FOR months, US authorities have been racing to sever ties between banks and risky crypto ventures, worried the financial system could someday suffer serious losses. They may have been too late.
In the starkest warning yet by a US bank catering to the sector, Silvergate Capital Corp. said Wednesday it needs more time to assess the extent of damage to its finances stemming from last year’s crypto rout—including whether it can remain viable. The shares plunged about 30 percent in premarket trading on Thursday.
The firm, which already reported a $1-billion loss for the fourth quarter, said that figure could climb higher. The company is still tallying the cost of rapidly selling assets to repay advances from the Federal Home Loan Bank System. It may also need to mark down the value of some remaining holdings.
That could result in “being less than well-capitalized,” La Jolla, California-based Silvergate wrote in a regulatory filing. “The company is evaluating the impact that these subsequent events have on its ability to continue as a going concern.”
SUCH an admission by a lender with federally insured deposits and more than $11 billion in assets will add to a debate among US lawmakers and regulators over whether banks can manage the risks associated with digital assets.
For a time, Silvergate excited its shareholders with what seemed like a novel approach: soaking up cash deposits from crypto ventures to invest in more staid securities. But when Sam Bankman-Fried’s FTX empire collapsed in November, the bank’s customers withdrew en masse to weather the storm, forcing it to unload holdings at a loss.
“It confirms the fears that many regulators have had,” said Todd Baker, a senior fellow at Columbia University’s Richman Center for Business, Law and Public Policy. “If this bank fails, it’s going to be held up as an example of why banks should be extremely conservative in dealing with crypto companies.”
And even if that doesn’t happen, Silvergate’s travails will stoke even greater caution on the part of regulators, he said.
INDEED, a US crackdown has already begun.
In early January, three top financial regulators—the Federal Reserve, Office of the Comptroller of the Currency and Federal Deposit Insurance Corp.—issued a blunt warning to banks that crypto-related risks that can’t be controlled shouldn’t be allowed to infect the banking system.
Later that month, the Fed piled on with a policy statement as it turned down a bid by crypto firm Custodia Bank Inc. to get coveted access to the central bank’s payment system. And last month, Bloomberg reported that Binance Holdings Ltd., the world’s largest cryptocurrency exchange, was mulling whether to end its relationships with US partners amid the stricter regulatory regime.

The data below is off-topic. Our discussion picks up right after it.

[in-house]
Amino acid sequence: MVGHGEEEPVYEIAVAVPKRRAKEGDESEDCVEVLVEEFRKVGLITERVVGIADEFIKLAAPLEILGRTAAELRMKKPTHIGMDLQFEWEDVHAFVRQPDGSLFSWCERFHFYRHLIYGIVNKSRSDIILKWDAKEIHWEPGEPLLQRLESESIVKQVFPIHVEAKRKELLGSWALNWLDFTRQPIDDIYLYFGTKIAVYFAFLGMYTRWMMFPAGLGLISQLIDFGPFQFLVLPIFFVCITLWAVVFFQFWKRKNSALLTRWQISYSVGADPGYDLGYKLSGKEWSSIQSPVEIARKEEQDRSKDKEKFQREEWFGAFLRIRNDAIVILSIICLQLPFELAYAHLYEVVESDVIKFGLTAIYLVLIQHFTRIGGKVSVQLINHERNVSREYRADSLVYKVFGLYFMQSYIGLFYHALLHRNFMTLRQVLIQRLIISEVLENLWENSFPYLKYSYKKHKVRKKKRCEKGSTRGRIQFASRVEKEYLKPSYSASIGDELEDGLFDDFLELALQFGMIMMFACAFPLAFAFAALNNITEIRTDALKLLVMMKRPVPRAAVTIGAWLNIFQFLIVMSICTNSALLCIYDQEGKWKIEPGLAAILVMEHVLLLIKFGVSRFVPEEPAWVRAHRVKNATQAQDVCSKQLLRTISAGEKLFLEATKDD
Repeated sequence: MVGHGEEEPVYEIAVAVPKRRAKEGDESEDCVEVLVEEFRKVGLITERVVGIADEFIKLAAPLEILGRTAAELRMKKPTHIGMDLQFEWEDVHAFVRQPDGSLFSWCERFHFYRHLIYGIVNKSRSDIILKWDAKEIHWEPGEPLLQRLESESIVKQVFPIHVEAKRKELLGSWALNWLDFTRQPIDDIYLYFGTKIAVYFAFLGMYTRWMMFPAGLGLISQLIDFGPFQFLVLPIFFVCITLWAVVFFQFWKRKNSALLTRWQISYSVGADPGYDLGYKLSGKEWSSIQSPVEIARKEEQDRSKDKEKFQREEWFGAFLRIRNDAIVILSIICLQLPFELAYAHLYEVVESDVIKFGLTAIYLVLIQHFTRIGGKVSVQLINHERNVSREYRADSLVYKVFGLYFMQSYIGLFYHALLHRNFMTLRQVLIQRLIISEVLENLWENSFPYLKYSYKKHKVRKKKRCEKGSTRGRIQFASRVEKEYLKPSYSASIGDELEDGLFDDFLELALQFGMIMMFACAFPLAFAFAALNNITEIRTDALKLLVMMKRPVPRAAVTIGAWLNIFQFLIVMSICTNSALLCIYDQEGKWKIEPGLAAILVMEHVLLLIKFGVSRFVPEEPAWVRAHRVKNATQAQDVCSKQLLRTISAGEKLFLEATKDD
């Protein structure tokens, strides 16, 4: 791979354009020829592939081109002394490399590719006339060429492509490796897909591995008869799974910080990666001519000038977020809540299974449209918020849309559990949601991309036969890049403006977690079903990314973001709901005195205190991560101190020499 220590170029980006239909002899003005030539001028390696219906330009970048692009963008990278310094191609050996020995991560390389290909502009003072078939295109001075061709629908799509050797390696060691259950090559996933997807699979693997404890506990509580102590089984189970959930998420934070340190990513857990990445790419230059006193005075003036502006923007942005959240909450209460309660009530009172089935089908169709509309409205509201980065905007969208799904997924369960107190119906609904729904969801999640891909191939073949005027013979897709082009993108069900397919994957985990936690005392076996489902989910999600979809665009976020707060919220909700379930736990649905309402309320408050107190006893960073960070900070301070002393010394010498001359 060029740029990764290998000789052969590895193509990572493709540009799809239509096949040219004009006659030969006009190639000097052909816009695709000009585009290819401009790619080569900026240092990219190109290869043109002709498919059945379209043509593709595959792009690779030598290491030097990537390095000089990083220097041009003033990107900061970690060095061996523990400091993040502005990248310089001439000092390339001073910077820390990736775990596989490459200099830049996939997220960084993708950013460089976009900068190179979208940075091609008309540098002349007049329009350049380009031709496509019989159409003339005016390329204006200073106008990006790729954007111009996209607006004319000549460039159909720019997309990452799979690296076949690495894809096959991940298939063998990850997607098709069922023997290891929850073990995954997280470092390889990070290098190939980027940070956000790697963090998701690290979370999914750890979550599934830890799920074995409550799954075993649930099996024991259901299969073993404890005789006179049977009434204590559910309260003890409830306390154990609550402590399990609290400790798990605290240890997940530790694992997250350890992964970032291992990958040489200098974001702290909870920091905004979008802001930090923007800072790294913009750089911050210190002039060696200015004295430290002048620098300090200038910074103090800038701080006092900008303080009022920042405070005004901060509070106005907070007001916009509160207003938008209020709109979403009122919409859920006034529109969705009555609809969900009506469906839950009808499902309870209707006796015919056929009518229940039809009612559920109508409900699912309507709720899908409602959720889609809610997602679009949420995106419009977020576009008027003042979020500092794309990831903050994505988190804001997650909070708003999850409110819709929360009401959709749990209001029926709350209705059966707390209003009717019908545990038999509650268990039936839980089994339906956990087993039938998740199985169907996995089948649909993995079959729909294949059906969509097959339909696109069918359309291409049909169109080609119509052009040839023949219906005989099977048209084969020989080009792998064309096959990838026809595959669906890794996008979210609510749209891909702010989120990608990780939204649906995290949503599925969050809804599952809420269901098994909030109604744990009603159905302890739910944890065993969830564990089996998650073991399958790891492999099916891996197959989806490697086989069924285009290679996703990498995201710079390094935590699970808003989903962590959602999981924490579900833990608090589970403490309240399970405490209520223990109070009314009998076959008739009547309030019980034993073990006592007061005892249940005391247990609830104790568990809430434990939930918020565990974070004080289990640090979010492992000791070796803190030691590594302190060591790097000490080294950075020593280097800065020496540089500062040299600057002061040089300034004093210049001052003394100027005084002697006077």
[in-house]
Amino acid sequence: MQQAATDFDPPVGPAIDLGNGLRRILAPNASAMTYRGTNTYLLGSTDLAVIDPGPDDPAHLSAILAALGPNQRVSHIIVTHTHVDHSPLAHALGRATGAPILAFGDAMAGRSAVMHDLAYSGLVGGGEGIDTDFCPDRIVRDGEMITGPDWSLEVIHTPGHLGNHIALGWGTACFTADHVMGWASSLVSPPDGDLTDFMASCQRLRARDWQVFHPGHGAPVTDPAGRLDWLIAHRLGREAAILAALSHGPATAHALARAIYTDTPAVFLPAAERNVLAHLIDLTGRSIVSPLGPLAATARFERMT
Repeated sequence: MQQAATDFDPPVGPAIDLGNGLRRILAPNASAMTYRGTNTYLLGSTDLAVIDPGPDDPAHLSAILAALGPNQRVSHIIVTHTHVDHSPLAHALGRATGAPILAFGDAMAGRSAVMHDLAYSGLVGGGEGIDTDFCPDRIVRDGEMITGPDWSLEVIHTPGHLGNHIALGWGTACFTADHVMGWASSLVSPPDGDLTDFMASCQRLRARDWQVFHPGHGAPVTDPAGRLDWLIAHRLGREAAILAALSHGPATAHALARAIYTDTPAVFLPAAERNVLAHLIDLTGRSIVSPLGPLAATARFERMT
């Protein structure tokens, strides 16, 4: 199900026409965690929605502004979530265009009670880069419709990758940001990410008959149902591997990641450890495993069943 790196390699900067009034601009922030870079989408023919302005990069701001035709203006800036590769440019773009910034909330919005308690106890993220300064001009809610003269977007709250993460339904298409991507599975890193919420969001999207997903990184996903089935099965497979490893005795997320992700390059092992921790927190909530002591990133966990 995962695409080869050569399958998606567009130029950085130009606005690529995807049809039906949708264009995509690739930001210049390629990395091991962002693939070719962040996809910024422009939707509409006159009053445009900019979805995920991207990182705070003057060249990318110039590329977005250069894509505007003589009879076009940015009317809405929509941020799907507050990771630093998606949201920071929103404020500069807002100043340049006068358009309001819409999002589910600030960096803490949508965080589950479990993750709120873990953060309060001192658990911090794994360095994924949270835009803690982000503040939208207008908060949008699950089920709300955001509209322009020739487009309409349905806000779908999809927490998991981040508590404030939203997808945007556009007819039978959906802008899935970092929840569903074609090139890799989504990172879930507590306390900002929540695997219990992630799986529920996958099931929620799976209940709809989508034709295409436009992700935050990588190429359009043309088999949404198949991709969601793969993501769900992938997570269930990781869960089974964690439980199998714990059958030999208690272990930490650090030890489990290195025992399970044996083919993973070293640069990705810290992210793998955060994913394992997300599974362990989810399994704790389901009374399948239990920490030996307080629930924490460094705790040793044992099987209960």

Meanwhile, the Securities and Exchange Commission targeted stablecoin issuers and so-called staking, a practice of generating yield by holding tokens.
Silvergate waded deeper into the US policy debate when it revealed in early January how it was stabilizing its balance sheet after selling billions in assets to pay depositors. By the end of last year the firm held $4.3 billion in short-term Federal Home Loan Bank advances, a program originally set up under President Herbert Hoover to bolster mortgage lending.
The bank said last Wednesday it sold more securities in January and February to pay off those advances, potentially exacerbating its losses.
“All advances were at all times fully collateralized while they were outstanding,” the Federal Home Loan Bank of San Francisco said in a statement Wednesday.
SILVERGATE’S stock tumbled more than 88 percent last year, first as crypto prices slid and later as FTX collapsed. The shares have been on a roller coaster ever since—at one point swinging by more than 50 percent in a single day—as investors struggled to gauge the company’s prospects for reviving.
The stock rose in mid-January as the company outlined steps for moving on. But at the end of the month, a bipartisan group of US senators accused Silvergate of being “evasive” about the extent of its ties to FTX and Bankman-Fried’s Alameda Research investing arm. And days later, Bloomberg broke the news that the Justice Department’s fraud unit is looking into the bank’s dealings with FTX and Alameda.
Last Wednesday, Silvergate listed the Justice Department’s probe and increased regulatory scrutiny among factors that could ultimately affect financial results. Its legacy in the crypto market, and the broader regulatory crackdown, could also complicate any efforts to find a buyer.
The bank’s troubles, in turn, might have implications for cryptocurrencies.
Its current predicament will make other banks all the more reluctant to work with crypto ventures, resulting in a chilling effect on that industry, said Henry Elder, head of decentralized finance at digital-asset manager Wave Financial.
“They were the crypto bank,” Elder said. “You are certainly not going to see anyone come out as a crypto bank until there’s more clarity.” Bloomberg News